“Daniel’s a good man,” Catherine said, her dark eyes filling with tears. “He takes good care of his family, he works hard. But he doesn’t believe. Says it isn’t logical.”
This mother’s heart was breaking for her adult son, and as we talked, I watched it crack open. Years of prayers, bucket-loads of tears, and nightly fears that her precious son would one day die and spend eternity separated from God spilled out in one frantic, slobbery, heart-breaking conversation.
“He says it isn’t logical. . .”
Tim, a college student at our Wednesday night Bible study, peppered my husband, our pastor, with questions—archaeology, science, biblical history. My husband is well educated and was able to present a sound defense of the Bible and its truths, but it was apparent that the young man’s questions were limitless.
“Faith doesn’t require us to set aside our intellect,” he finally said to Tim. “There are volumes of good, sound reasons and evidence for what we believe. But you’re never going to get all your questions answered. Ultimately, you’re going to have to exercise faith.”
“Without faith,” the writer of Hebrews said, “it is impossible to please God, because anyone who comes to him must believe that he exists and that he rewards those who earnestly seek him” (Heb. 11:6).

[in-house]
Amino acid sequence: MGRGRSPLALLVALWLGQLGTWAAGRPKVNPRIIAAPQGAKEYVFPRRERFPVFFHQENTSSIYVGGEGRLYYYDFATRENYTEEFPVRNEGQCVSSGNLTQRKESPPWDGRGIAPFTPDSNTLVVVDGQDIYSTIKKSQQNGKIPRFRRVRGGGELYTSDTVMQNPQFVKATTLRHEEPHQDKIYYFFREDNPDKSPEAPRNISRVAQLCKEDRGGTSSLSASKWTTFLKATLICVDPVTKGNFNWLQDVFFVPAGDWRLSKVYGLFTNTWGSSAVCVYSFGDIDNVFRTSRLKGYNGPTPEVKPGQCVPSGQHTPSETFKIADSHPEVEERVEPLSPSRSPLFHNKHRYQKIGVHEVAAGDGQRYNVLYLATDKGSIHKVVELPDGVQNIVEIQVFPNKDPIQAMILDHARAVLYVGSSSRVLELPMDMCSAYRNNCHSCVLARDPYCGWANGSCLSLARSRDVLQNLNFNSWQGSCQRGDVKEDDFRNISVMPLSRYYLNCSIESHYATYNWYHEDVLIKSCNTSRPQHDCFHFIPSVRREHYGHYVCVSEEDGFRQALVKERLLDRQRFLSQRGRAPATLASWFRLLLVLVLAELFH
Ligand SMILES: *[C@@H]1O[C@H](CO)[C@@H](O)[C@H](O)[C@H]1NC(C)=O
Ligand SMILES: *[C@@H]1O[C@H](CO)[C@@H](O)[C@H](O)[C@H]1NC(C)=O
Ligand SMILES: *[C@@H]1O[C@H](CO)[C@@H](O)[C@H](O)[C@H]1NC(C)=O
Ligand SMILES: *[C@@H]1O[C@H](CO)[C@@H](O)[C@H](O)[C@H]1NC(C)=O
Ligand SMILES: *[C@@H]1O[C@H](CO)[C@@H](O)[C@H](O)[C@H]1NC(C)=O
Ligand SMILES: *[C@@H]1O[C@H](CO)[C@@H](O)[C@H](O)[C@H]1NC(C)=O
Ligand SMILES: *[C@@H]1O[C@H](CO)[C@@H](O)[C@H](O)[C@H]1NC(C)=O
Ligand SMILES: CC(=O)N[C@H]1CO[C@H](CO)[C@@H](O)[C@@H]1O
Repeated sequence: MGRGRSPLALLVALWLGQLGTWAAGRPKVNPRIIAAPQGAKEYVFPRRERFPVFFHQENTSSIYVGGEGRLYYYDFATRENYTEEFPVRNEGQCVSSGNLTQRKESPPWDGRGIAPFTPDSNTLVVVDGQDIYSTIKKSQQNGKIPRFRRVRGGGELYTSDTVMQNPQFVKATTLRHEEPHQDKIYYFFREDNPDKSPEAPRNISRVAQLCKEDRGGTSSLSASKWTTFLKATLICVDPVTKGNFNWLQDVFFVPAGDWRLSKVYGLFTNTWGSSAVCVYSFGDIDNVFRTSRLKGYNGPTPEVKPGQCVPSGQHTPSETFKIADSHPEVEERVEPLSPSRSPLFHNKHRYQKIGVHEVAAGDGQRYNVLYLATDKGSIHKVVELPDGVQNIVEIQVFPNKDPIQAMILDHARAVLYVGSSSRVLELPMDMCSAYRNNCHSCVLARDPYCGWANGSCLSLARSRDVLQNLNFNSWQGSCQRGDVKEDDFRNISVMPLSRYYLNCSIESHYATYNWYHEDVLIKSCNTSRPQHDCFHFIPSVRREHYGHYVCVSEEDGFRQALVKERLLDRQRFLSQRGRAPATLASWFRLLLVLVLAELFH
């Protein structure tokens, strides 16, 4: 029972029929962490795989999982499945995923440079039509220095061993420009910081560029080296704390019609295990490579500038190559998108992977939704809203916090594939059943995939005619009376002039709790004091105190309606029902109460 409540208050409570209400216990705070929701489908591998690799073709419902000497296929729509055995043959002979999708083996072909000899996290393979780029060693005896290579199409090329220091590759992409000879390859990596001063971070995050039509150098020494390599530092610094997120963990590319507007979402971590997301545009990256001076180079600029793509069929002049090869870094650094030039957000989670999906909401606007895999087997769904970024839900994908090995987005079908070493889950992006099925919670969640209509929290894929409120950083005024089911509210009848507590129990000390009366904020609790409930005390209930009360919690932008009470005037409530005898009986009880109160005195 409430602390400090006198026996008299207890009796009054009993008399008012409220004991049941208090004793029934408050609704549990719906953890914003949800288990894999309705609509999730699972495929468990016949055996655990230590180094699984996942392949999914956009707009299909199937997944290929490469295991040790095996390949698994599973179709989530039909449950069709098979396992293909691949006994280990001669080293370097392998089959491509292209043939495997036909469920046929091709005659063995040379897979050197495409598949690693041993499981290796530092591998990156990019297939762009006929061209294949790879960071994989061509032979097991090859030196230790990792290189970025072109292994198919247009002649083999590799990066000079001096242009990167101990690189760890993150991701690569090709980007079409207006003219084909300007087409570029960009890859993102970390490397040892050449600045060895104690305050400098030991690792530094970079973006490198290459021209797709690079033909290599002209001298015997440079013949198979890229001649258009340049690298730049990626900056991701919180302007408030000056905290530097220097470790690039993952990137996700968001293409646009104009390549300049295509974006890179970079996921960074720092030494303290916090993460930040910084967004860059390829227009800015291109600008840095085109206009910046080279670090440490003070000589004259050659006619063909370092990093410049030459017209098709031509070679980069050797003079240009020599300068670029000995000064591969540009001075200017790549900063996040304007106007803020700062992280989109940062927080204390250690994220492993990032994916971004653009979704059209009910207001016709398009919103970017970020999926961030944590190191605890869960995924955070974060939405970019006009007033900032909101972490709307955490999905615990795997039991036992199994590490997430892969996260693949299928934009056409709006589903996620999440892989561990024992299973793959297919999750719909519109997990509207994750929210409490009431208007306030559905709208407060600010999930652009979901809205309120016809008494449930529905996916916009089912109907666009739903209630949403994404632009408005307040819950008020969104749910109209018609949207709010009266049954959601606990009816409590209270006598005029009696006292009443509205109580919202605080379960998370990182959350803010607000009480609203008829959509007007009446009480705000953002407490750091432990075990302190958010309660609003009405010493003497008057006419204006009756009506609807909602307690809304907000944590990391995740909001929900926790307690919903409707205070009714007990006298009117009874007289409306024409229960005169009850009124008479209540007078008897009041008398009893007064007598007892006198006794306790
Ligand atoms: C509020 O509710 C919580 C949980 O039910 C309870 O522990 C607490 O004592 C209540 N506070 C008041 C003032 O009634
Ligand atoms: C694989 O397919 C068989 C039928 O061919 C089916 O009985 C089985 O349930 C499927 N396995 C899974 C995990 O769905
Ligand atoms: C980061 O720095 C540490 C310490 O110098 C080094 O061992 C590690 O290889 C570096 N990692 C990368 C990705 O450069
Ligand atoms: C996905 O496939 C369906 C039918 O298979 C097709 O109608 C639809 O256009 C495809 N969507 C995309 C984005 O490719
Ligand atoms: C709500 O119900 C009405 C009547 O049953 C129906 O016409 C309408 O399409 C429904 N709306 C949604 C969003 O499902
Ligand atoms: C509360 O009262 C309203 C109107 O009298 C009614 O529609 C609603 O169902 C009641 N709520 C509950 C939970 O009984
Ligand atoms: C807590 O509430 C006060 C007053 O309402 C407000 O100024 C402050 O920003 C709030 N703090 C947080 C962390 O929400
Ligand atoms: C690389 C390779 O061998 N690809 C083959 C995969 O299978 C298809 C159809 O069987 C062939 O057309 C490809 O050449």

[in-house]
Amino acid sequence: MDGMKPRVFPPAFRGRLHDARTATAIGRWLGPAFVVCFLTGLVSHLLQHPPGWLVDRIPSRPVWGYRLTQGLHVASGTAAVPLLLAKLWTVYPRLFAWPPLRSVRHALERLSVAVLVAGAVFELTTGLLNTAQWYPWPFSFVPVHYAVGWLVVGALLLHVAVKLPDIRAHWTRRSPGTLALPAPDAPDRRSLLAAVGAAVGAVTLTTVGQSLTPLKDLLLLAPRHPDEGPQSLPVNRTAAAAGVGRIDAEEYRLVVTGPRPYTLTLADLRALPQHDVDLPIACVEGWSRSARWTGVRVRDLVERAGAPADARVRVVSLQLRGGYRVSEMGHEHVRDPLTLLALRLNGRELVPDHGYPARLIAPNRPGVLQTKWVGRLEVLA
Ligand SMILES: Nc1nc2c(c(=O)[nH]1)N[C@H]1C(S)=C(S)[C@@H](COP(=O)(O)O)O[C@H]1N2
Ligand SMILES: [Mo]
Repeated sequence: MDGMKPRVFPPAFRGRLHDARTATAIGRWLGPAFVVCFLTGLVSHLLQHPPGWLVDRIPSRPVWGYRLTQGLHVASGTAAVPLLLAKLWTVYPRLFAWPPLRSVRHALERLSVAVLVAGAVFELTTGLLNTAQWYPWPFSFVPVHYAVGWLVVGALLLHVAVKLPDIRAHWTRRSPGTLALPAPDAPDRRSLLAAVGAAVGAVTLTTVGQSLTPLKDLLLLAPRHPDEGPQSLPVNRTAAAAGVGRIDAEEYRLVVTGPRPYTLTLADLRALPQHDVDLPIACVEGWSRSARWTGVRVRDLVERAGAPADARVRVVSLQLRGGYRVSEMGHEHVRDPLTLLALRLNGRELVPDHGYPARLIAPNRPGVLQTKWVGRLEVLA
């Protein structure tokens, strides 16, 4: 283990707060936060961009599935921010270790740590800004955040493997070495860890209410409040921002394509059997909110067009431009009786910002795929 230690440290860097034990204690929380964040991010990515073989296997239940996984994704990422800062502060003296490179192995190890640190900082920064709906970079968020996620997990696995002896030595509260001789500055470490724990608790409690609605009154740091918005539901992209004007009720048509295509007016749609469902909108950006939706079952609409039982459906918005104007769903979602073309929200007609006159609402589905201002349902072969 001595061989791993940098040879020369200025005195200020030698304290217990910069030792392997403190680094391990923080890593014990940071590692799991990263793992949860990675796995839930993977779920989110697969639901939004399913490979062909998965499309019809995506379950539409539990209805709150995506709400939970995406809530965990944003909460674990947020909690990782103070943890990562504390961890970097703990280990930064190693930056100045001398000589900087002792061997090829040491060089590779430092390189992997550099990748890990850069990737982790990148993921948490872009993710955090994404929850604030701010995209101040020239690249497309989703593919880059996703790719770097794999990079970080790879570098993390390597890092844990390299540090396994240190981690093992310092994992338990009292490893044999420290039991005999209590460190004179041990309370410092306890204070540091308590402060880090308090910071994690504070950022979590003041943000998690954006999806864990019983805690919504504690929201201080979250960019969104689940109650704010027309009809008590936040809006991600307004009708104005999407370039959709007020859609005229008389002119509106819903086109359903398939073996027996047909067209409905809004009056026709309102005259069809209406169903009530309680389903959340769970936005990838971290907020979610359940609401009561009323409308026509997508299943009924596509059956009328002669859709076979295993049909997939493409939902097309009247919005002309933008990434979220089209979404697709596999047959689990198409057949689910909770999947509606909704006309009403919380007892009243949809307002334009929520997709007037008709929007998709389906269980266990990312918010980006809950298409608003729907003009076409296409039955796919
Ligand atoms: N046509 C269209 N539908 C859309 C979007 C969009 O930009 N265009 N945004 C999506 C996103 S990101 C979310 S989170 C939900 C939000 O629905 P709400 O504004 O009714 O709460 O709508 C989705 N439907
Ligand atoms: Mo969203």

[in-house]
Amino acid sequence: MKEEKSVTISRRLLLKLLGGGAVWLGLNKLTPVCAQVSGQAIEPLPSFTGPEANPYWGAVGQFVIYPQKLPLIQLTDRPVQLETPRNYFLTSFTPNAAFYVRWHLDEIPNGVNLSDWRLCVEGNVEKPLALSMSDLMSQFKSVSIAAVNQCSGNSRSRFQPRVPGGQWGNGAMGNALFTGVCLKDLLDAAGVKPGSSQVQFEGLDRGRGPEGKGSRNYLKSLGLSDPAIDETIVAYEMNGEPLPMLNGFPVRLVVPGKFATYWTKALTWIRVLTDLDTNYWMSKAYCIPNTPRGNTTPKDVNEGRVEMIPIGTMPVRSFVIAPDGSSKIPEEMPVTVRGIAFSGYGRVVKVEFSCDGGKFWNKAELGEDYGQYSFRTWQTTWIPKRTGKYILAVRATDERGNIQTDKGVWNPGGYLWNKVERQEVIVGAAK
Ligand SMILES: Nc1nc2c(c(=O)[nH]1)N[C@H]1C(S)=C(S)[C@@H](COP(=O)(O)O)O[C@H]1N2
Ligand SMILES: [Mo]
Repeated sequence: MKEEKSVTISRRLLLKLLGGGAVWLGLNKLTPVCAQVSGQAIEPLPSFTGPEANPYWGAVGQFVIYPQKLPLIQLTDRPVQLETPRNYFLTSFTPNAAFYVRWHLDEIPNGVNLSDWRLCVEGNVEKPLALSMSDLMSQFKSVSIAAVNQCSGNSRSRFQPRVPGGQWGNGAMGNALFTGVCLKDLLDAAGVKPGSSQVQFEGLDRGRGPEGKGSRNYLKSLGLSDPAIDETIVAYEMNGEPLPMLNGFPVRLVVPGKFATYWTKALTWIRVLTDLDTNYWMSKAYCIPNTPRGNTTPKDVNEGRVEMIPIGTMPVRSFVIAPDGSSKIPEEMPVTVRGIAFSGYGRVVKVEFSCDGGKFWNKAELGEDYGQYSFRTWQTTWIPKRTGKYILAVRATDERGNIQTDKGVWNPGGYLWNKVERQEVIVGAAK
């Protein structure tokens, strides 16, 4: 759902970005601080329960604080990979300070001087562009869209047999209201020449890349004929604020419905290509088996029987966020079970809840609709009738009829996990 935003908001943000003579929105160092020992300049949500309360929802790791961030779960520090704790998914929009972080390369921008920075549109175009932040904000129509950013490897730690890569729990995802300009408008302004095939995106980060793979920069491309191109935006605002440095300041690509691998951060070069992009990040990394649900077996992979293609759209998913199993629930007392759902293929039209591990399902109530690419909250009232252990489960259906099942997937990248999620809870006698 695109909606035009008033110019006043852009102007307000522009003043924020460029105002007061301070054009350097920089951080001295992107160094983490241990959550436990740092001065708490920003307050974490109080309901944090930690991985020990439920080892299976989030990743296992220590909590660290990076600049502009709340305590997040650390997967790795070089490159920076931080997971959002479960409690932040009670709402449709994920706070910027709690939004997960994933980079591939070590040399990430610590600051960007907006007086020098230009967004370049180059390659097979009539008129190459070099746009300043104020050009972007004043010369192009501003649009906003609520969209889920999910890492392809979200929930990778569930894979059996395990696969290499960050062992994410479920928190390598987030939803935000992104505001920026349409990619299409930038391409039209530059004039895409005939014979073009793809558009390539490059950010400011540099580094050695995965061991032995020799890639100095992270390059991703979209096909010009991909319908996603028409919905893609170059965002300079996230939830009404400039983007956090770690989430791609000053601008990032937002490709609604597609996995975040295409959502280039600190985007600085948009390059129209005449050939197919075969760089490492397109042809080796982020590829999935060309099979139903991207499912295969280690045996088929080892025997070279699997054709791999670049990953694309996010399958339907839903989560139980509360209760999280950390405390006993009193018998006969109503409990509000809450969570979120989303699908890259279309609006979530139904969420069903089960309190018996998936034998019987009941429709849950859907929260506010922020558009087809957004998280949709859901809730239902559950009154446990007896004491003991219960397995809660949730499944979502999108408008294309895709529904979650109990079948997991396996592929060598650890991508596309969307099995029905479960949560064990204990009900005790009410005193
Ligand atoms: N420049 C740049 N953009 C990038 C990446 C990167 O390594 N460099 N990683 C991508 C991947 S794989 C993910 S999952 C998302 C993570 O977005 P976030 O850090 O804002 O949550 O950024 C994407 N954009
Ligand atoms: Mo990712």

The thought that we should be able to understand everything about God is ludicrous. And presumptuous. And prideful.
Daniel and Tim would never expect to fully understand everything about Einstein, or DaVinci, or Aristotle.
“It’s impossible,” they’d respond. “They’re geniuses. There’s no way we could even begin to get inside their heads.”
Yet they and others like him expect to be able to fully grasp the breadth and depth of God?
"As the heavens are higher than the earth, so are my ways higher than your ways and my thoughts than your thoughts,” says the Lord (Isa. 55:9).
If you’ve read my blog for any length of time, you know I am a passionate student of God and his Word. I believe God calls us to dig deep and ponder long in our pursuit of him. Yet the hammock in which our lives must rest is trust—even when we don’t fully understand.
Lord, we pray with the psalmist, my heart is not haughty,
Nor my eyes lofty.
Neither do I concern myself with great matters,
Nor with things too profound for me.
Surely I have calmed and quieted my soul.
Like a weaned child with his mother;
Like a weaned child is my soul within me (Psa. 131:1-2).
Quiet trust. Believing faith.
What about you? Do you struggle with what you don’t understand about God, or is it easy for you to rest in faith? Do you think acknowledging the limits of our ability to understand God means we’re setting our intellect aside? Leave a comment below and join the conversation. If you’re reading by email, CLICK HERE to visit Hungry for God online, scroll down, and leave a comment at the bottom.